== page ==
Happiness, a novel
Waterloo Bridge, London. Two strangers collide. Attila, a Ghanaian psychiatrist, and Jean, an American studying the habits of urban foxes. From this chance encounter in the midst of the rush of a great city, numerous moments of connections span out and interweave, bringing disparate lives together.
Attila has arrived in London with two tasks: to deliver a keynote speech on trauma and to check up on the daughter of friends, his 'niece,' Ama, who hasn't called home in a while. It soon emerges that she has been swept up in an immigration crackdown—and now her young son Tano is missing. When, by chance, Attila bumps into Jean again, she joins him in his search for Tano, mobilizing into action the network she has built up, mainly from the many West African immigrants working London's myriad streets, of volunteer fox-spotters: security guards, hotel doormen, traffic wardens. All unite to help and as the search continues, a deepening friendship between Attila and Jean unfolds.
In this delicate yet powerful novel of loves lost and new, of past griefs and of the hidden side of a multicultural metropolis, Aminatta Forna asks us to consider the values of the society we live in, our co-existence with one another and all living creatures—and the true nature of happiness.
Reviews and Praise for Happiness
"Forna's sensitive novel is non-ostentatious yet compelling, and whether writing of Attila's victims of conflict and terror or Jean's birds and mammals, she offers wisdom and perspective, which is further extended to the possibility of romance between two questing strangers. Low-key yet piercingly empathetic, Forna's latest explores instinct, resilience, and the complexity of human coexistence, reaffirming her reputation for exceptional ability and perspective." Kirkus Reviews (Starred)
"Happiness is both a love story and an exploration of the potential for trauma to cause not just damage, but resilience." BBC, 'Ten Books to Read in 2018'
"Aminatta Forna's latest novel, Happiness, tells the story of Attila, a Ghanaian psychiatrist, and Jean, an American studying the habits of urban foxes. It's a powerfully affecting examination of the immigrant experience and turns upon the disappearance of a child on London's dark and unforgiving streets." The Guardian/Observer, 'Best Fiction for 2018'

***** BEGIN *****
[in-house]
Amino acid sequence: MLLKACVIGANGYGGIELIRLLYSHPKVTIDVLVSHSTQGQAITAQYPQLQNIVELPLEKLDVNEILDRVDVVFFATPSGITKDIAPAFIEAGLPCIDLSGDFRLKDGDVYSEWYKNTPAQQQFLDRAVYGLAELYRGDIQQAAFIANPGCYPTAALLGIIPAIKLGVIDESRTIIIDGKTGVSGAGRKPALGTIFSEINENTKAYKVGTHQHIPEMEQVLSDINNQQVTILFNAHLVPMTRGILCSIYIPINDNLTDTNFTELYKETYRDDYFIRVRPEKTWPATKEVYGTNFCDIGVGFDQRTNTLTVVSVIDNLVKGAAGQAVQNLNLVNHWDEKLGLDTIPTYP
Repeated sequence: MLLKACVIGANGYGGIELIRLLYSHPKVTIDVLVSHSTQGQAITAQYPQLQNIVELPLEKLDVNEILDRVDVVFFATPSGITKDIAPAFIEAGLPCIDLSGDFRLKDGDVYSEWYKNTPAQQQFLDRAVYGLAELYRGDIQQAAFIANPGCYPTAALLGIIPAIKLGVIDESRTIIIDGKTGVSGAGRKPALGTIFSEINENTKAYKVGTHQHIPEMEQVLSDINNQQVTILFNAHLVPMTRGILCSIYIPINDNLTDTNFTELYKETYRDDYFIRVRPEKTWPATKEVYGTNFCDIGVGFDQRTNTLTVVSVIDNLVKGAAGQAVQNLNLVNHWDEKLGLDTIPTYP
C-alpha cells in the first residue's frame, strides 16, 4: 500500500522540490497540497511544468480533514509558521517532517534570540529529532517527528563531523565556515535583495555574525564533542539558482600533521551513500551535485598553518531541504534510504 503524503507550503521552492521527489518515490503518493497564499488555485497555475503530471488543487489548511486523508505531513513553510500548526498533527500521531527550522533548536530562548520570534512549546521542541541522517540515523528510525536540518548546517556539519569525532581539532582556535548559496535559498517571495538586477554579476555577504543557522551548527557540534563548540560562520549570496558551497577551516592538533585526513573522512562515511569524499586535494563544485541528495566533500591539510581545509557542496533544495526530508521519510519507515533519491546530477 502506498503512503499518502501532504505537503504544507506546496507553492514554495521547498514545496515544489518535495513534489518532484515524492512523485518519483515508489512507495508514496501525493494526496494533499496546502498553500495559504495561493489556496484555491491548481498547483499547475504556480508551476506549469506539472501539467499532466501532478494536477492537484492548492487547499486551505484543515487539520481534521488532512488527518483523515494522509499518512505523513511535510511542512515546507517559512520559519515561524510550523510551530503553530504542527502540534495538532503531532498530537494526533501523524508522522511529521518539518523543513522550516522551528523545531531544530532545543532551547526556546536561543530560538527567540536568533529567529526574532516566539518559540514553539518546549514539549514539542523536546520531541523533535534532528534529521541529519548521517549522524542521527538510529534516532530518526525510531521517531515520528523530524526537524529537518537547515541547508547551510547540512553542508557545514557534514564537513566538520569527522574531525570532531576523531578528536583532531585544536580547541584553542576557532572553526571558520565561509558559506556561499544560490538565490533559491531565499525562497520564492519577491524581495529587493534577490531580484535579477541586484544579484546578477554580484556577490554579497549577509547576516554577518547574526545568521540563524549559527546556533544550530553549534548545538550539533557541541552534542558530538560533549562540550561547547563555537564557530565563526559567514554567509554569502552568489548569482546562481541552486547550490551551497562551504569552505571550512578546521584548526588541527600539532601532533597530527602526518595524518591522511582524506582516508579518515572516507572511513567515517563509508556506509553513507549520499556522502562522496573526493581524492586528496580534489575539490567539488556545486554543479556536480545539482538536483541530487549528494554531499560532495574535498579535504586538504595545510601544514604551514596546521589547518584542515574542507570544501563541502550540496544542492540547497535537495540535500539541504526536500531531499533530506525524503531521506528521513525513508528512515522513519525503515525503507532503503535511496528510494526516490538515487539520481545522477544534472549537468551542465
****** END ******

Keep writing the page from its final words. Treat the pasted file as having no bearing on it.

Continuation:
"It is a novel that carries a tremendous sense of the world, where I looked up upon finishing and sensed a shift in what I thought I knew, what I wanted to know. What a gift." The Millions, 'Most Anticipate Books of 2018'
"Aminatta Forna has crafted a complex and deeply human story. African in its worldview of convergence and simultaneity, yet universal in its range of possibility and choice. Nuanced and delightful, this story takes place inside the reader's own nostalgia. Gorgeous." Chris Abani, author of The Secret History of Las Vegas
"Aminatta Forna expertly weaves her characters' stories, past and present, in and out of the larger story of London, which becomes as rich a character as the human beings and, indeed, the foxes; and she makes us care deeply about them all, the foxes, the people and the city. A terrific novel." Salman Rushdie
"One of the best novels I've read in quite a while—intelligent, deep and poignant. It sheds smooth, unflinching light upon the unseen. Forna is at the top of her game." Rabih Alameddine, author of The Angel of History and An Unnecessary Woman
"From the understated and inexorable pull of plot and emotion to the luxuriousness of the details of varied ways of living and being to the tidal pull of language, Happiness is a great accomplishment." Viet Thanh Nguyen
"A deeply moving novel about love, trauma and the ties that bind us together. Beautifully written and ingeniously allegorical. Aminatta Forna is a writer of phenomenal talent, with a clear eye, a fearless voice, and an extraordinary range." Laila Lalami, author of The Moor's Account
"Her prose quietly grips us by the throat and then tightens its hold. It is storytelling at its most taut ... A gifted writer." Independent
"The best writer of fiction in this field ... The intelligence of Forna's storytelling is testament to a woman who has deep emotional resources." Evening Standard
"A fresh, immaculate stylist and an unsparing chronicler of human vices ... Profound." The Times